31 October 2008

But numbers are so boring!

I was browsing the Federal Register yesterday (I know, I know, don't we all?) and couldn't help but note that the 2009 Medicare Professional Fee Schedule had been formally issued.

Um, it's 1,459 pages of spine-tingling excitement!

But it kinda does matter. The most significant change this year is that CMS has changed its methodology slightly from the last couple of years. The 2007 and 2008 fee schedules were subject to a negative 10% "budget neutrality factor" adjustment due to the increase in the value of the E/M codes for cognitive services. CMS applied the BNF to the work RVUs. This year pursuant to the Medicare Improvements for Patients and Providers Act of 2008 (MIPPA), CMS will apply the BNF to the conversion factor instead and leave the work RVUs intact. Also, remember that the MIPPA, passed so dramatically this summer, allows for a 1.1% increase in the CF come January.

So the MPFS CF for CY 2009 is (drum roll please!): $36.0666!

Some interesting numerology there, perhaps.

I you would like to know how your specialty will be impacted by this, scroll down to page 1045. I'll save you some time and effort: Emergency Medicine will see a net 4% increase in reimbursement. Internal medicine, family practice and pediatrics will see a 2% increase. Interestingly, surgery and thoracic surgery will see 3 and 2% increases, as well. Most everybody else is flat -- either not change or +/- 1%.

Emergency Medicine is particulary benefitted by this change because such a high percentage of the E/M RVUs are work RVUs, so our codes rise proportionately more than other specialties' do.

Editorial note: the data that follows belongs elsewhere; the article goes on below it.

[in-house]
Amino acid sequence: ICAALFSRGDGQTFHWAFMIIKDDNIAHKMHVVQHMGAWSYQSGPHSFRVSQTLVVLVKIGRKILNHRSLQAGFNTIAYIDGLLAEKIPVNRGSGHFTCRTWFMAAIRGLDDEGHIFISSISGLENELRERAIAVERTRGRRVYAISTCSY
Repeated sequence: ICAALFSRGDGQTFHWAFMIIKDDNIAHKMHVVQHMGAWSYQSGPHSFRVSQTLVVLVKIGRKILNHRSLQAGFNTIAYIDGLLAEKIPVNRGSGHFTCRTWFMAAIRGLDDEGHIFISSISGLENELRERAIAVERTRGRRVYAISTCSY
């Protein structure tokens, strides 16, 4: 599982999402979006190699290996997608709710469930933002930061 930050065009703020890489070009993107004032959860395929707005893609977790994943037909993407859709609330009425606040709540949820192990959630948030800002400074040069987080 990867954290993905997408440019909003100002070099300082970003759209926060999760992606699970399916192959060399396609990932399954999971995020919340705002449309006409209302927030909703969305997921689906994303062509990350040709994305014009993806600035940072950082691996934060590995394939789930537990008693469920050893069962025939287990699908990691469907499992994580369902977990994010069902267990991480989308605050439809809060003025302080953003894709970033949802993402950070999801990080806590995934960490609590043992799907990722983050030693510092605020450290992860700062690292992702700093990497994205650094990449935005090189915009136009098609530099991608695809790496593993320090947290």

Here are the 2009 RVUs relevant to Emergency Medicine:

So only slightly changed from the prior values. If you're a wonk, there's lots more in there, including the history of the RVRBS and a detailed explanation of how codes are arrived at, how they are valued, and the recommendations from the RUC. I'll write more about this later, when I have had time to delve deeply into the document. Enjoy!


WongML said...

I'm a second year med student and would like to know more about how reimbursements are calculated and such. Do you know of any good websites that provide intro material to the subject?


shadowfax said...


There's a lot on this blog -- just search "reimbursement" and plenty will come up. If you are interested in a more basic level, there was a great article in Annals of EM a few years back, Volume 48, No. 4 : October 2006, pg 400-402, BILLING UNVEILED: CALCULATING THE VALUE OF EMERGENCY PHYSICIAN WORK
Jan Green

That's a great primer. I may write a general review article one of these days.

Anonymous said...

This seems unnecessarily complex.